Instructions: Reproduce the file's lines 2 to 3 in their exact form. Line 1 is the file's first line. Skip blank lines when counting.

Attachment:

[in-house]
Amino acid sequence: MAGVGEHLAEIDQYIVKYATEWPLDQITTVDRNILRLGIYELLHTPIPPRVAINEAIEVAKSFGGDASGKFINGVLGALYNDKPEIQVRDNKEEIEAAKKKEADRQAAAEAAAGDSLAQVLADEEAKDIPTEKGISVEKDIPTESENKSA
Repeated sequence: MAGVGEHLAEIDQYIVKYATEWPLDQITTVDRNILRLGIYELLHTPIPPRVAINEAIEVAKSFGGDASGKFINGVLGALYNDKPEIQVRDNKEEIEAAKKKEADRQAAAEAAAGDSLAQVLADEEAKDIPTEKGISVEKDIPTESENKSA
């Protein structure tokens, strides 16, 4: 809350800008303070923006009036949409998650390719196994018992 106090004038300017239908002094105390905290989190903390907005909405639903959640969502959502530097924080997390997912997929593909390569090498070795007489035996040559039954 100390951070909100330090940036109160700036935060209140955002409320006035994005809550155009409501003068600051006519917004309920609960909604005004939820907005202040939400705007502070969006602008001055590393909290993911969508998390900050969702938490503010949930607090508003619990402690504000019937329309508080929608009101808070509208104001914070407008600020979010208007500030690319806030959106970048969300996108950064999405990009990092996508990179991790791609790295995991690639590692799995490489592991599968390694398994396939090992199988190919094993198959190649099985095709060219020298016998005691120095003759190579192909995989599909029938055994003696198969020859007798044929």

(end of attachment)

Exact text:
Amino acid sequence: MAGVGEHLAEIDQYIVKYATEWPLDQITTVDRNILRLGIYELLHTPIPPRVAINEAIEVAKSFGGDASGKFINGVLGALYNDKPEIQVRDNKEEIEAAKKKEADRQAAAEAAAGDSLAQVLADEEAKDIPTEKGISVEKDIPTESENKSA
Repeated sequence: MAGVGEHLAEIDQYIVKYATEWPLDQITTVDRNILRLGIYELLHTPIPPRVAINEAIEVAKSFGGDASGKFINGVLGALYNDKPEIQVRDNKEEIEAAKKKEADRQAAAEAAAGDSLAQVLADEEAKDIPTEKGISVEKDIPTESENKSA